Researching Mobile Learning: Understanding the Relationship Between M-Learning and Mobile HCI

Researching Mobile Learning: Understanding the Relationship Between M-Learning and Mobile HCI

Eric Seneca
Copyright: © 2020 |Pages: 21
DOI: 10.4018/978-1-7998-1173-2.ch003
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m-Learning (mobile learning) is an exciting research field but few studies address the potential effect of human-computer interactions on users' learning experience. A well-designed mobile learning study should consider the potential confounding variables of user context and usability. The purpose of this chapter is to inform readers of current research in m-learning and mobile HCI (human-computer interactions). The chapter will provide an example of a study that was designed to address the important factors of user context and usability.
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Mobile learning, m-Learning, is an exciting field of educational research. Exploiting personal digital assistants (PDA), smartphones, and ultra-mobile computers, a growing body of evidence supports the assertion that students are learning using mobile devices (Basoglu & Akdemir, 2010; Chen & Li, 2010; Stockwell, 2010; Thornton & Houser, 2005; Wong & Looi, 2010; Zhang, Song, & Burston, 2011). For example, PDAs have been used to enhance vocabulary learning of English in Turkey and China (Basoglu & Akdemir, 2010). In the health professions, mobile devices are helping to educate patients and allow physicians to access vital medical databases (Ranson, Boothby, Mazmanian, & Alvanzo, 2007). Also, mobile devices are being used to teach mathematics in secondary schools in South Africa (Roberts & Vänskä, 2011) and for geo-tagging photographs in student field work in geography (Welsh, France, Whalley, & Park, 2012).

However, in spite of these successes, a review of the literature reveals there is no firm consensus amongst researchers on what constitutes a successful m-Learning environment (Laouris & Eteokleous, 2005; Najmi & Lee, 2009; Traxler, 2007) and a limited number of studies connect to research in the area of Mobile HCI (mobile human-computer interactions) context (Botha, Van Greunen, & Herselman, 2010). It should also be noted that the term mobile device is used to represent a vast array of technology devices from laptop computers, to cell phones, to smartphones (Sahilu, Ahmad, & Haron, 2011). Over the past 20 years, mobile learning has meant the use of everything from a laptop to Palm pilots to a modern smartphone of today. This diversity of technical devices and definitions has complicated research in the area of m-Learning.

To better define the type of devices used for mobile learning, Traxler (2005) proposed that the definition should be narrowed to “hand-held” devices; implying technology that can be held in one’s hand is the predominate technology for mobile learning. This idea of using technology that is handheld and highly mobile defines a certain user context for usage. Although some traditional usability structures may be sufficient for m-Learning, not all will work. Ryan and Gonsalves (2005) recommend designs that would limit the amount of data input and control what is being displayed on the screen to material that fits a mobile application perspective. Traxler (2009) correctly recognizes that context is highly important to the user experience with mobile devices. For example, the ways in which users interface with personal computers differs significantly from that of the modern smartphone. And while smartphone adoption is fueling a growth and interest in m-Learning, its unique features implies that instructional, interface and research designs need to be adjusted to address user context within the mobile space defined by this unique device. What constitutes m-Learning is no longer a luggable form of e-Learning but one that has its own unique user context and requires different approaches for research. To design and conduct research in the area of m-Learning, one has to take time to understand how individuals use mobile devices in their everyday lives.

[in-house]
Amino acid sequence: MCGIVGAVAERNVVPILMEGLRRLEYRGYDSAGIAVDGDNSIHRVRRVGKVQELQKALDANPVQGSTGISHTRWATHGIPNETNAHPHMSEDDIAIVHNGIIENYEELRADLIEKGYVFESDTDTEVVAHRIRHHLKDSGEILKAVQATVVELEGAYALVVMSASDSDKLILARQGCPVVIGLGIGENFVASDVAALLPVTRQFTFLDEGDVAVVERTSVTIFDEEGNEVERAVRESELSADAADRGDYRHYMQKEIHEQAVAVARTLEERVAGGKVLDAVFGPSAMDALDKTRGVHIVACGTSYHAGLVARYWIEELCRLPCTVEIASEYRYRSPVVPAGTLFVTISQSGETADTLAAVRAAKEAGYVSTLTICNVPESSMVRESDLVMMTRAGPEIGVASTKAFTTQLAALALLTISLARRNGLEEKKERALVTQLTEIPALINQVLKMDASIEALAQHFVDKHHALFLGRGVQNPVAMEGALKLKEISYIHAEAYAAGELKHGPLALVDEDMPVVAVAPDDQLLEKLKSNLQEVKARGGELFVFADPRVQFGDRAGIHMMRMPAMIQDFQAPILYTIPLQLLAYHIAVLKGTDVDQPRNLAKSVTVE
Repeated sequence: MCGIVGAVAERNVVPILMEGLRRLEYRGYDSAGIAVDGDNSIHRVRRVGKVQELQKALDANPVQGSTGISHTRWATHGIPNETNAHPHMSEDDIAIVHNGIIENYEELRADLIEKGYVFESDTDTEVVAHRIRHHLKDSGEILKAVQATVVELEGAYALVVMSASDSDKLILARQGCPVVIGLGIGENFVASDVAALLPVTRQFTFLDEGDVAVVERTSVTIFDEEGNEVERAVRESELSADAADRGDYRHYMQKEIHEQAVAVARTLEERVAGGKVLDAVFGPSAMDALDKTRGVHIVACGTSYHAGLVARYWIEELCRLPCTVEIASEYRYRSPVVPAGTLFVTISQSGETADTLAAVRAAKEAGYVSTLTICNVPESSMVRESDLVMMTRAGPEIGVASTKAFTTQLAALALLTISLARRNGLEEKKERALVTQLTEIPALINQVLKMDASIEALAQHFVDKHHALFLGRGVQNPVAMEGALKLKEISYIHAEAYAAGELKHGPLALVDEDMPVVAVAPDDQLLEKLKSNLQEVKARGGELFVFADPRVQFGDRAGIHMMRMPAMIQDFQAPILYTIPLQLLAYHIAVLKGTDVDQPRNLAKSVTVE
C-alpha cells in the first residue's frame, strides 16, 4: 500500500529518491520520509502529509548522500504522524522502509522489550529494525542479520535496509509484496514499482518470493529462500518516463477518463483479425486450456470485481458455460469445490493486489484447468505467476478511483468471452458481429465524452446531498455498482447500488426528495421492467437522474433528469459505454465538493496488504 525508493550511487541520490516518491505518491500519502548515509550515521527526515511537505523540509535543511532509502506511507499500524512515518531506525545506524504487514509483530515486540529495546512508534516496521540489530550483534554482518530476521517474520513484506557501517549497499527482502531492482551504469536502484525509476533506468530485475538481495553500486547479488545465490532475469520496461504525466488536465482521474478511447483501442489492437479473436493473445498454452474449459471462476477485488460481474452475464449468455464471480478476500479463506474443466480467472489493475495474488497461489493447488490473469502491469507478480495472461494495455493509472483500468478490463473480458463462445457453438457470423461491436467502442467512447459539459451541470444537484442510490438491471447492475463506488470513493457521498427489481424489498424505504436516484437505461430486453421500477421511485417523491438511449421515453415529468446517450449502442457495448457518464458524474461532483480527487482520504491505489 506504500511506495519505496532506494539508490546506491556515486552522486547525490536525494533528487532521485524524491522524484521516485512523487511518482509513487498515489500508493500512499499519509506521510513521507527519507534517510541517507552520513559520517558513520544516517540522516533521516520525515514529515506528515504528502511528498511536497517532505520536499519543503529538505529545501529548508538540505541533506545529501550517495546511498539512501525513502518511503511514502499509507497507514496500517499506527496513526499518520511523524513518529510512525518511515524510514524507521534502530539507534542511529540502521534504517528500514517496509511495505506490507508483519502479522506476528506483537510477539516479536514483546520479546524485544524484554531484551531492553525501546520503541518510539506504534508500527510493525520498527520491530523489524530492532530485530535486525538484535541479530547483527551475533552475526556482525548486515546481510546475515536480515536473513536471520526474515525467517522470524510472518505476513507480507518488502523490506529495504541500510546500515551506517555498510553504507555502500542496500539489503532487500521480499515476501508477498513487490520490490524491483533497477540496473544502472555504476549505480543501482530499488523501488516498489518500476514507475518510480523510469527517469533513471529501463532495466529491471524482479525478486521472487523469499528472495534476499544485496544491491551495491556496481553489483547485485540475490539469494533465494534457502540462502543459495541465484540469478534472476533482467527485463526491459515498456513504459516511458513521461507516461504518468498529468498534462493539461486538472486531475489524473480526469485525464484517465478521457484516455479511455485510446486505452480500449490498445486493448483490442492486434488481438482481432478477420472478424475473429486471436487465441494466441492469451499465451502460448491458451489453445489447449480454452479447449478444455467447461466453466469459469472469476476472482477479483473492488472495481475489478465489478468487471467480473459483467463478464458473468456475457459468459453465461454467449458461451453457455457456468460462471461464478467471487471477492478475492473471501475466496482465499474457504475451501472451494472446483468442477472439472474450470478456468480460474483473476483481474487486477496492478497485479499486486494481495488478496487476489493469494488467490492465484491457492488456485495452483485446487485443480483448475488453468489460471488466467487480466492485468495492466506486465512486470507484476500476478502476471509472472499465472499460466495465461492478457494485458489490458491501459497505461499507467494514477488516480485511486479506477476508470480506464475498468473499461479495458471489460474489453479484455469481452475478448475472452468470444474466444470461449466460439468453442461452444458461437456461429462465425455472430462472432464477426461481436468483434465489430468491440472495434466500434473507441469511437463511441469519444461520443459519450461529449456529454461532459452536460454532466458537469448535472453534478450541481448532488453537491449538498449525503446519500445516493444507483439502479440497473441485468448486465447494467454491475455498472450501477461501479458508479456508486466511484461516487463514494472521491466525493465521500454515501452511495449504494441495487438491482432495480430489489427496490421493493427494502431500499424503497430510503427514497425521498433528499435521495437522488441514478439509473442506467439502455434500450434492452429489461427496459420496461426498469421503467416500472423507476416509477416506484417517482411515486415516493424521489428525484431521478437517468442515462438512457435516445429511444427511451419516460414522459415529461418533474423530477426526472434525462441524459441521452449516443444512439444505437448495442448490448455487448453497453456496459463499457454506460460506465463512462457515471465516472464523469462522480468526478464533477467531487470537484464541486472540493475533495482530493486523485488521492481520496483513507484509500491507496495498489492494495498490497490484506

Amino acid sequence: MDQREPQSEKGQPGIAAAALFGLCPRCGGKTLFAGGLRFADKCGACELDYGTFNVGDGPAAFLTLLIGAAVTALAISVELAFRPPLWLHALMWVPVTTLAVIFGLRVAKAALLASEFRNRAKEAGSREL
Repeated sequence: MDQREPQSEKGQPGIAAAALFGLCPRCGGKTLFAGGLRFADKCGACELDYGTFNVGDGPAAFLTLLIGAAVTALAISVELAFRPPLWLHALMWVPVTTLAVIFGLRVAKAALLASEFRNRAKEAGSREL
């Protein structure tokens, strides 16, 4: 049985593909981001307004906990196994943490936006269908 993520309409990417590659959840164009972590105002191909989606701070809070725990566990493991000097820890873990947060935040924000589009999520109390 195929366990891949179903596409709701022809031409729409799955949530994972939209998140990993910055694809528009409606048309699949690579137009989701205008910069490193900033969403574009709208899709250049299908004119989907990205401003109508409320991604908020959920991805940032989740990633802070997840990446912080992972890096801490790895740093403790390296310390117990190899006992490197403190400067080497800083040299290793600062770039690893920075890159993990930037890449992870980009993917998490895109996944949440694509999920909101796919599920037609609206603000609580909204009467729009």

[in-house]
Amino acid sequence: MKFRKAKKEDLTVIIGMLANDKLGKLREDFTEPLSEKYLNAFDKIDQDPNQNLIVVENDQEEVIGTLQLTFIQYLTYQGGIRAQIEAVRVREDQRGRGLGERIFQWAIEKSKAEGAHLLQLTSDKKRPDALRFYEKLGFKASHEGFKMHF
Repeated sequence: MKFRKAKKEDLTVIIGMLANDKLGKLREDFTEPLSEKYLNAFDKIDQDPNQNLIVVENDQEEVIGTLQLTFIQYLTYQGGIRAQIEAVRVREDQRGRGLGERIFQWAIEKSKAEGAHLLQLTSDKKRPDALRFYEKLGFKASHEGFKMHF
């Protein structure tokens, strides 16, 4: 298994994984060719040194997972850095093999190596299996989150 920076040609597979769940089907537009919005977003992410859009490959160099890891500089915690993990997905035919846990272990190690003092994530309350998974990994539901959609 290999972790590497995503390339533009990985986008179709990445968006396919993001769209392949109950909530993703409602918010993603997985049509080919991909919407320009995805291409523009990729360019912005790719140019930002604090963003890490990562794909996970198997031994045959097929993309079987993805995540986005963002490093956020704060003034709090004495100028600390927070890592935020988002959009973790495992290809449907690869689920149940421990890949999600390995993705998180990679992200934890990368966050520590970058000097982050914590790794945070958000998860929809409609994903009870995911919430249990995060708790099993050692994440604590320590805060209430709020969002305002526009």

Key Terms in this Chapter

Mobile Learning (m-learning): A digital learning platform where users take advantage of mobile technology, especially smartphones, to learn.

User Context: The situation when, where and how people may use a mobile technology. It can also refer to where they are in their understanding of a subject.

Usability: The level that a user finds a mobile application or website useful, effective, efficient and satisfactory.

Mobile Human-Computer Interaction (Mobile HCI): An academic discipline that deals with how people interface with mobile technology.

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